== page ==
Much more comfortable in their roles are Benedict Wong, as Wong (really, I couldn’t make that up), Chiwetel Ejiofor as Mordo and Mads Mikkelsen as Kaecillius. They have embraced the absurdity of this superhero tale and seem to be reveling in its milieu.  To be fair to Cumberbatch, there are two extra scenes during the end credits.  In the first, he seems more comfortable in the role as he has a discussion with Thor (Chris Hemsworth), but arriving at that point is painful.  

Rachel McAdams appears in an extended cameo as Dr. Christine Palmer.  She serves merely as comic relief and a lame romantic side.  And, you can look for stuntman turned martial arts action star Scott Adkins as Lucian in a small but enjoyable segment.

Behind the camera, kudos abound for Production Designer Charles Wood.  Folding realities upon one another is no easy feat, and in 3D IMAX it does look spectacular.  Of course, Director of Photography Ben Davis is complacent in this look.  It is his use of cant camera angles and arc camera movements that allow worlds to collapse on one another.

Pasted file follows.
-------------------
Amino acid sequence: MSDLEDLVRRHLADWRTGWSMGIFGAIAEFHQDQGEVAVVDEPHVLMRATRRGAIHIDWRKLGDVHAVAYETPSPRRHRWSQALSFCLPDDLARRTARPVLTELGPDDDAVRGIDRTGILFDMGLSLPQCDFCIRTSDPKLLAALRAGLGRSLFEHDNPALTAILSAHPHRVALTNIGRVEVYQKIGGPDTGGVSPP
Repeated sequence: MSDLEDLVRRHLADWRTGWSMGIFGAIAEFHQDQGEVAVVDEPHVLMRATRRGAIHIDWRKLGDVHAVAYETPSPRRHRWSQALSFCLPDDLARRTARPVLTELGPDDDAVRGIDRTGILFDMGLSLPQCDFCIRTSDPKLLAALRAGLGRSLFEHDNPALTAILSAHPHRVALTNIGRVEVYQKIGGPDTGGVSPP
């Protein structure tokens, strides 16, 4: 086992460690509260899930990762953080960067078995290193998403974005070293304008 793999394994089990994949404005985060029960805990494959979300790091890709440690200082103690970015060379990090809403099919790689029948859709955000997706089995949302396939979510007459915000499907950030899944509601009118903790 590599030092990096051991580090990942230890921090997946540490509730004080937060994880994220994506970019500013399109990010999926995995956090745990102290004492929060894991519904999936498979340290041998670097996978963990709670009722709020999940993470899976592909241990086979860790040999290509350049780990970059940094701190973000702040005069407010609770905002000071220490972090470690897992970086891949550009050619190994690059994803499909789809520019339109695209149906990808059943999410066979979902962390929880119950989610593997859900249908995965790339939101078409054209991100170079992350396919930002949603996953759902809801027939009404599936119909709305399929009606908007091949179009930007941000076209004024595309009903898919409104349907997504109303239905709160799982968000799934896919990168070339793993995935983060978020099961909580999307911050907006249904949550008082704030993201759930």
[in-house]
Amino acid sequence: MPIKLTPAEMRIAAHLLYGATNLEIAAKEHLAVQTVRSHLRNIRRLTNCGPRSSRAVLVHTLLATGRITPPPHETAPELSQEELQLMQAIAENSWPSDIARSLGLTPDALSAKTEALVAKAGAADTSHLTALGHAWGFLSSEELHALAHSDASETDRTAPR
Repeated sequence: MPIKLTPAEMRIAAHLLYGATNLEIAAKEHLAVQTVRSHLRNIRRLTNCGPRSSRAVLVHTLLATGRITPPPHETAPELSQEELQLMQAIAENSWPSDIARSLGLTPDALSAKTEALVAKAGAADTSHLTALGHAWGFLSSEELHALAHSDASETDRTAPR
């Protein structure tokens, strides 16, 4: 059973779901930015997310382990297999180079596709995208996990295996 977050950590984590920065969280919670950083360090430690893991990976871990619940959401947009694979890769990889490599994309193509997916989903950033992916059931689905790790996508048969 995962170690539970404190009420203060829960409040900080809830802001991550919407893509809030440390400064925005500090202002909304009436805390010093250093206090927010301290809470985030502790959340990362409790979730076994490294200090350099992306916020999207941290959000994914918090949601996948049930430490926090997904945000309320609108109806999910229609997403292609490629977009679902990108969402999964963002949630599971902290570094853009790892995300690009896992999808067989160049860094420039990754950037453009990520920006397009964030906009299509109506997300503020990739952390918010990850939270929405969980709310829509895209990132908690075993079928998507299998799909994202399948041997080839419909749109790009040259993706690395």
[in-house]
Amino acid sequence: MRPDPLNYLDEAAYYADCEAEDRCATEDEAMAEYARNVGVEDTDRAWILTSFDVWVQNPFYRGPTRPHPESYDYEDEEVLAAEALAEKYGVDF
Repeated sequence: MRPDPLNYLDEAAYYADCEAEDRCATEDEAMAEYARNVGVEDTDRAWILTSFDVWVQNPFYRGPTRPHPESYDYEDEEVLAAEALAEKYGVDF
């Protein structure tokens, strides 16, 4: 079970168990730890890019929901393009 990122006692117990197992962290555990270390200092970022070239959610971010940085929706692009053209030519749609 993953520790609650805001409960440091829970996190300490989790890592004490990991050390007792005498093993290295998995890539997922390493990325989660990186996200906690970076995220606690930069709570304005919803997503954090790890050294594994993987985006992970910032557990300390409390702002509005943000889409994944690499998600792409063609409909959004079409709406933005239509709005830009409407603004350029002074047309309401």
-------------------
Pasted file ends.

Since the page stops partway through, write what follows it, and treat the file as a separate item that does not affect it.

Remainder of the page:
There is a rousing score from Michael Giacchino that occasionally toys with older pop tunes, like Chuck Mangione’s “Feels So Good”.  And, DOCTOR STRANGE utilizes two editors.  I’m not a fan of this practice.  When you add more than one editor, the film’s visage is generally disjointed.  Wyatt Smith and Sabrina Plisco, in tandem, do not have a clear concept for the story’s timeline.  Often, topics resolved in earlier reels keep surfacing in latter ones.

The folks at MovieGuide, headed by Dr. Ted Baehr, issued a release claiming DOCTOR STRANGE is nothing more than an indoctrination to the occult and Satanism for young people.  I wouldn’t go that far.  Part of the appeal to some themes is the play off traditional religious themes.  This is what made the SyFy Network’s DOMINION and FX Network’s LUCIFER interesting.  They toy with established norms, though solely for entertainment purposes, and not to honor or praise those alternatives.  The alternate universe theory is one prevalent in many superhero tales.  LEGENDS OF TOMORROW, FLASH, ARROW and even STAR TREK have all dealt with the topic without leading anyone to Satanism.

DOCTOR STRANGE is not a bad movie, but like its main character, it suffers from an identity complex. There is not enough seriousness to make it stand with CAPTAIN AMERICA; and not enough comedy to parallel GUARIANS OF THE GALAXY.  With Cumberbatch in the lead, this film should be most noble, but one of the stage’s best actors is beat back for the sake of over the top SFX.  The computer geeks rule this film, and it didn’t have to be so.  There is enough talent here that story and character development would have succeeded far more nicely.



THE GRADE FOR DOCTOR STRANGE = C